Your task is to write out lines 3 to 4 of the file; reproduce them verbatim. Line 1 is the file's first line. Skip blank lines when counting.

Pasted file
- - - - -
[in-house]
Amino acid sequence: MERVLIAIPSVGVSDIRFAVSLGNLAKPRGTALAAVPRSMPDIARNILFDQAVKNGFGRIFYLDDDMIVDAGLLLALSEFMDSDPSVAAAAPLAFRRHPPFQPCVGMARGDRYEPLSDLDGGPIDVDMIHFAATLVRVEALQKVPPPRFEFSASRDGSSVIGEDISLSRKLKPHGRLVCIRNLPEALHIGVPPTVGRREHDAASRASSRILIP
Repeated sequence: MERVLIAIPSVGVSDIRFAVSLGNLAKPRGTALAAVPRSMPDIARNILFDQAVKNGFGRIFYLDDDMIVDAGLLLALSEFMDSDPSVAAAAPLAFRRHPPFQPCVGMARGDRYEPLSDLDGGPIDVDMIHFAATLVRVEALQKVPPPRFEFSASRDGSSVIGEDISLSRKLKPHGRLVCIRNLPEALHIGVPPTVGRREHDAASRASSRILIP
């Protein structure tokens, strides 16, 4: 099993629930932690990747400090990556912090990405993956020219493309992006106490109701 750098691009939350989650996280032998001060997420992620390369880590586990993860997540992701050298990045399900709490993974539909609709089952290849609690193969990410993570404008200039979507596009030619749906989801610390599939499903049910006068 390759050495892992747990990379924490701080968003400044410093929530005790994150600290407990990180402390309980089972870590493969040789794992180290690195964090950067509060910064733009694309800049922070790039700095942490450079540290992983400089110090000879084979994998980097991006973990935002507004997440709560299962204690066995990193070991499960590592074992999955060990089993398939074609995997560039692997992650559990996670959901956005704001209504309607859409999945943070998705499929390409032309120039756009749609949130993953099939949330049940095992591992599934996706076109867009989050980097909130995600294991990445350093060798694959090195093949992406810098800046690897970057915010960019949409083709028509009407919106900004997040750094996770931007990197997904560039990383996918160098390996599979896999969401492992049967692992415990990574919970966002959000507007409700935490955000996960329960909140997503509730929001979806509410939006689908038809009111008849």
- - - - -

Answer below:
Repeated sequence: MERVLIAIPSVGVSDIRFAVSLGNLAKPRGTALAAVPRSMPDIARNILFDQAVKNGFGRIFYLDDDMIVDAGLLLALSEFMDSDPSVAAAAPLAFRRHPPFQPCVGMARGDRYEPLSDLDGGPIDVDMIHFAATLVRVEALQKVPPPRFEFSASRDGSSVIGEDISLSRKLKPHGRLVCIRNLPEALHIGVPPTVGRREHDAASRASSRILIP
């Protein structure tokens, strides 16, 4: 099993629930932690990747400090990556912090990405993956020219493309992006106490109701 750098691009939350989650996280032998001060997420992620390369880590586990993860997540992701050298990045399900709490993974539909609709089952290849609690193969990410993570404008200039979507596009030619749906989801610390599939499903049910006068 390759050495892992747990990379924490701080968003400044410093929530005790994150600290407990990180402390309980089972870590493969040789794992180290690195964090950067509060910064733009694309800049922070790039700095942490450079540290992983400089110090000879084979994998980097991006973990935002507004997440709560299962204690066995990193070991499960590592074992999955060990089993398939074609995997560039692997992650559990996670959901956005704001209504309607859409999945943070998705499929390409032309120039756009749609949130993953099939949330049940095992591992599934996706076109867009989050980097909130995600294991990445350093060798694959090195093949992406810098800046690897970057915010960019949409083709028509009407919106900004997040750094996770931007990197997904560039990383996918160098390996599979896999969401492992049967692992415990990574919970966002959000507007409700935490955000996960329960909140997503509730929001979806509410939006689908038809009111008849």